More than 200,000 stage peaceful protest against Jakarta governor Ahok over blasphemy

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Thousands of Muslims rally in the Indonesian capital to demand for the arrest of the city's governor, who's accused of insulting the Quran.
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Groups of protestors outside Monas, at the roundabout near Bank Indonesia. ST PHOTO: WAHYUDI SOERIAATMADJA
Thousands of Muslims marching towards the National Monument (Monas) in Central Jakarta on Friday morning (Dec 2) to protest against the city's governor Basuki Tjahaja Purnama for insulting Islam. ST PHOTO: FRANCIS CHAN
Protestors marching towards the National Monument (Monas) in Central Jakarta on Friday morning (Dec 2). ST PHOTO: FRANCIS CHAN
A view of the Bundaran BI or a roundabout at Bank Indonesia, the country's central bank building. ST PHOTO: FRANCIS CHAN

JAKARTA - President Joko Widodo on Friday (Dec 2) thanked more than 200,000 protesters for a peaceful rally at the National Monument (Monas) and urged them all to return home safely.

Mr Joko, who was addressing the crowd after joining them for mass Friday prayers held as part of the rally against Jakarta Governor Basuki Tjahaja Purnama over blasphemy, acknowledged the protesters for obeying the law and maintaining order during the event.

"Allahu Akbar, I want to recognise the people here for following the law, which allowed this (rally) to go well," said the president, better known as Jokowi.

"So once again, thank you and each of you please return to wherever you have come from." "Allahu Akbar" is an Islamic phrase that means "God is the greatest".

More than 200,000 Muslims were estimated to have gathered at the iconic Monas park in Central Jakarta to take part in the protest against Mr Basuki for insulting Islam. Many were heard chanting "Arrest that Ahok", referring to Mr Basuki's nickname.

The massive crowd attending the rally, organised by the National Fatwa Guardians of the Indonesian Ulema Council (GNPF-MUI) and led by the Islamic Defenders Front (FPI), also spilled out onto the streets. That led to traffic on many trunk roads in downtown Jakarta coming to a standstill from as early as 6am local time (7am Singapore time).

The gridlock continued as the crowds dispersed from Monas and moved to train stations and bus stops, as well as other gathering points where coaches waited to take them back to their home towns.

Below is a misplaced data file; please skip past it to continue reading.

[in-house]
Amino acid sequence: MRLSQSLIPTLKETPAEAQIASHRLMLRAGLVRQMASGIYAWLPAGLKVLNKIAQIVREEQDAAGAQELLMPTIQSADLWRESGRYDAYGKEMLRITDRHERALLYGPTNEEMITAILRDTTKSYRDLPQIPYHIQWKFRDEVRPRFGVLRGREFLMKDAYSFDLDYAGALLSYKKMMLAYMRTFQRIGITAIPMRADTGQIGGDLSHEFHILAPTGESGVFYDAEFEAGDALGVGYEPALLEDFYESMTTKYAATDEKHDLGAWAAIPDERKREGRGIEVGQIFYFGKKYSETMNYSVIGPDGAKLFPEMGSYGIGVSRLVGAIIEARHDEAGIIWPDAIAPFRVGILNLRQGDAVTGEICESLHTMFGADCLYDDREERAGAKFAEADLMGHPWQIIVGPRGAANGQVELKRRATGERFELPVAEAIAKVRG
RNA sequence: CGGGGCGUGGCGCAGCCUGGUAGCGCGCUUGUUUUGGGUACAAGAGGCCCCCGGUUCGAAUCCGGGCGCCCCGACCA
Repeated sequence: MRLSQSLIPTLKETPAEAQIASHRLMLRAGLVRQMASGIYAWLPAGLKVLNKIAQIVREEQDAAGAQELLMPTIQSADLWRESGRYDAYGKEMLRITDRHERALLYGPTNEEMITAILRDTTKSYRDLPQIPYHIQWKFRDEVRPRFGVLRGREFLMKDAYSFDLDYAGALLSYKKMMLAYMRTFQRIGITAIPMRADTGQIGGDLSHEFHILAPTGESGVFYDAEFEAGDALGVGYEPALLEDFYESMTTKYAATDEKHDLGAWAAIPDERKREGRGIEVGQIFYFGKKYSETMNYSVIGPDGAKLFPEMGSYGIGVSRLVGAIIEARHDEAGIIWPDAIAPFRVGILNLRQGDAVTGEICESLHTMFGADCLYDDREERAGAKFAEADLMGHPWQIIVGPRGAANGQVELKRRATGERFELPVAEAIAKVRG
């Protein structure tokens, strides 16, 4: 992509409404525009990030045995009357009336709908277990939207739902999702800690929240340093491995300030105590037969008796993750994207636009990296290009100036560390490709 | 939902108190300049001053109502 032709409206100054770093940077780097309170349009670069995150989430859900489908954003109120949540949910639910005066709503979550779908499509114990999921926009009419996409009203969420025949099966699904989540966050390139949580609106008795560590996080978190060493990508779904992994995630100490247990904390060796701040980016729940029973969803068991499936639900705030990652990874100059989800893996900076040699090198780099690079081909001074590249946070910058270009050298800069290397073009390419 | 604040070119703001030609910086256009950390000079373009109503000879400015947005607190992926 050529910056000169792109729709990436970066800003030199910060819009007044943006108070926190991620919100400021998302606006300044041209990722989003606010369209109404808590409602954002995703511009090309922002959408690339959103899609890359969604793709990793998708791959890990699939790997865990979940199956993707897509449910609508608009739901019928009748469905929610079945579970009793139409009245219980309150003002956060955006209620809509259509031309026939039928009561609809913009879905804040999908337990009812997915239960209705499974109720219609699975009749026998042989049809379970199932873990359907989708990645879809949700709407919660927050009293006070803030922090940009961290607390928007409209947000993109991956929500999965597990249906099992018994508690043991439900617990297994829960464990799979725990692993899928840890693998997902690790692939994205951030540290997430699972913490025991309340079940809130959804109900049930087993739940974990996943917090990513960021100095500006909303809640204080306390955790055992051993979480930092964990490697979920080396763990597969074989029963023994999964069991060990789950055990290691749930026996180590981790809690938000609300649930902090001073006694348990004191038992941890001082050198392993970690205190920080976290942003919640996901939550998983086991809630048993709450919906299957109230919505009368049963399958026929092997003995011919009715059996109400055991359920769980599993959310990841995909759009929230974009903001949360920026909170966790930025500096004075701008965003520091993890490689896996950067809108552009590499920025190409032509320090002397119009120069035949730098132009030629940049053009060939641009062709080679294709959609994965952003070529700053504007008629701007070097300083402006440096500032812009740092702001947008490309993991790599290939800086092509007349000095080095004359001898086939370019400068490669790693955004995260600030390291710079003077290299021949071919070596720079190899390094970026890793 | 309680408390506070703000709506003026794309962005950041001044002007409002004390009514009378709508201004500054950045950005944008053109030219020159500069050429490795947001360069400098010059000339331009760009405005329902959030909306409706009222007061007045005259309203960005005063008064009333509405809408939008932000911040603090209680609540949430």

The police and armed forces deployed more than 20,000 personnel in the capital over fears that the rally might escalate into a riot.

News also broke during the rally that the police had arrested 10 suspects for dissident activities and charged eight of them with treason.

Police spokesman Colonel Rikwanto did not name the suspects but identified nine of them by the initials AD, E, AD, KZ, FH, RA, JA, RK and SB.

One of those arrested was Ms Rachmawati Soekarnoputri, daughter of the country's first president Soekarno, according to her lawyer.

"Yes, she has been arrested. Police officers arrived at her home at 5am and took her at 6am," quoted Mr Aldwin Rahardian as saying. He said he was accompanying his client, who was being questioned at the National Police Mobile Brigade headquarters in Kelapa Dua, Depok, West Java.

Mr Alwin also reportedly said he saw musician Ahmad Dhani being questioned at the headquarters. The latter was reportedly arrested along with other activists, including Ratna Sarumpaet and Sri Bintang Pamungkas, at a hotel in Central Jakarta on Thursday night.

The groups of protesters started streaming out of Pusat Dakwah Muhammadiyah, a centre belonging to Muhammadiyah, the second largest Islamic organisation in Indonesia, as early as 5am. ST PHOTO: FRANCIS CHAN
Traffic on many trunk roads in downtown Jakarta came to a standstill from as early as 6am local time (7am Singapore time) as the protesters started to make their way to Monas. ST PHOTO: FRANCIS CHAN

The rally against Mr Basuki has thrust issues of race and religion to the forefront of the upcoming gubernatorial election, turning it into a test of religious tolerance in Indonesia.

Mr Basuki, more popularly known as Ahok, is in a three-way fight in February's gubernatorial election in Jakarta. Initially a hot favourite, he has seen his popularity dip after a video clip of him talking to a group of constituents in September was posted online. In the video, he allegedly told them not to be misled by his opponents, who cited a verse in the Quran to urge Muslims not to vote for a non-Muslim.

The Attorney-General's Office (AGO) on Thursday filed blasphemy charges against the 50-year-old politician in the North Jakarta District Court. This means Mr Basuki will have to answer to the allegations in court and if found guilty, may face up to five years in jail.

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